The Colombian State used sexual violence in a systematic and planned way to suppress the social protest of 2021

Cali (Colombia), June 2021. A large group of women and young people are on the street. They talk, laugh, sing and demand a better life. Suddenly the light goes out. Police emerge from the darkness firing tear gas, grenades and rubber bullets.. A woman and her daughter run and are hit from behind by rubber bullets. The security forces touch their genitals. They finally let them go, but not before giving them a warning: “Whores, we are going to kill you. Take this message to all whores, that this can happen to them too.” This is not a scene from a horror movie. This is what has happened in Colombia during the so-called National Strike that took place between June and October 2021.

Now, Amnesty International, together with other local organizations, have compiled 28 testimonies that have served as the basis for the report The Police don’t take care of me: sexual violence and other gender-based violence in the National Strike, which was presented this Thursday internationally. This is just a sampling of what happened to hundreds of women and young people during those months, an ordeal that still continues due to the lack of action of the State.

This is the second report that this organization for the defense of human rights has produced on the incidents and state violence that took place in the Latin American country during the peaceful protests of the population last year. But this time, the focus is on sexual violence, a pattern that has constituted an organized and planned weapon to suppress protests, as revealed by the report that has documented 28 cases in detail. “This is just the tip of the iceberg, which shows a pattern of excessive force and sexual violence on the part of the security forces, which we can consider as massive,” said Agnès Callamard, Amnesty International’s Secretary General at a conference press from the capital, Bogotá.

Public followed the case of the young woman, Alison Liseth S., who was detained by the Police in Popayán, in the department of Cauca, who was on her way to a friend’s house when she came across the protest and began to take some photos . The Police stopped her and dragged her several meters towards the police car, while they groped her and harassed her. Hours later, she was released without any explanation and ended up committing suicide..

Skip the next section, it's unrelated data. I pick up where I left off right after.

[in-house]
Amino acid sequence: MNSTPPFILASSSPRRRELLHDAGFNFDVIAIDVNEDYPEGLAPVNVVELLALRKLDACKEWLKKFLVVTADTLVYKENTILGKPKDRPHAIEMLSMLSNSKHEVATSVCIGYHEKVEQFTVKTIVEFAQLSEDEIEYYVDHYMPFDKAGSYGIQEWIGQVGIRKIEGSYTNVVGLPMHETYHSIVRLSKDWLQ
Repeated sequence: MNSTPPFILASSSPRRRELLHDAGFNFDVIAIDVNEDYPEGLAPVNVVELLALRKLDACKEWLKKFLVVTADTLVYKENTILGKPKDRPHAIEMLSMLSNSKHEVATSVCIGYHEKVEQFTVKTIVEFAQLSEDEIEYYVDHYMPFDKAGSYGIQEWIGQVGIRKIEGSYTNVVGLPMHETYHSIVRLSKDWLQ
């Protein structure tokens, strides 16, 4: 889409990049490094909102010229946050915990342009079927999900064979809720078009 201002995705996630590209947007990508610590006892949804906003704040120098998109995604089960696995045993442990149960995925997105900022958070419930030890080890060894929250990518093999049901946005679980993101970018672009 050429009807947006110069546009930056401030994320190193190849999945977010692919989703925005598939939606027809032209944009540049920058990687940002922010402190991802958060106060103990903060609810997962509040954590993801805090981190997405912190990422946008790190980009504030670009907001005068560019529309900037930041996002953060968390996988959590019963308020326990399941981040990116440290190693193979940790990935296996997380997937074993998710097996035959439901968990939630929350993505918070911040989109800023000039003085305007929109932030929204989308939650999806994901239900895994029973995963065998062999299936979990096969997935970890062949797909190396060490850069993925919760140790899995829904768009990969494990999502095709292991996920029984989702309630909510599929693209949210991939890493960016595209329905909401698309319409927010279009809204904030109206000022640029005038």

But the violence does not end here. The tremendous police repression and widespread sexual violence are just one of the patterns that Amnesty and other local organizations have been able to verify.

judicial violence

Another of the patterns is the judicial violence that followed the police. To date there has not been a single conviction for this violence and “the women who have dared to denounce the facts continue to live with the aggressors in their community,” says Callamard. Many are still afraid and others have even had to leave the country. This source recalls that touching genitals and acts of sexual violence are violations under international law. “Women and LGTBI youth who denounced this type of violence were not even heard. This is violence on the part of Justice“, they add.

Lastly, say Amnesty sources, the third conclusion of the report is the dehumanization, the silencing of the victims that persists to this day. For the organization, the campaign of police terror and then the judicial one that followed it had as an end “reduce women’s space for action. The security forces went against women and young people “because they gave legitimacy to the protests, which were mostly peaceful and the State could not consent to it and they made a plan to cancel them.” A cancellation that continues today by the security system and the judicial system.

This sexual violence was not only against the bodies of the women who were protesting peacefully in the streets of various cities in Colombia, the report states. It was also directed against women human rights defenders and against journalists documenting the protests..

The organizations demand the new government of Gustavo Petro to take urgent measures in the matter. “A government that was born with the challenge of change is obliged to break this pattern of impunity,” the organizations explain. They acknowledge that the actions did not take place under his mandate, but they recall that precisely the 2021 protests were the seed from which the new government was born and that if it wants to be faithful to its commitment, should take the necessary measures so that the security forces and justice “must be deeply reformed to put human rights at the center.” “There is a continuous damage that materializes not only in the harassment, but also in the lack of guarantees and the re-victimization”, Amnesty affirms.

“We have not come to count and denounce,” they add, “we have demands before this government for reparation and non-repetition.”​

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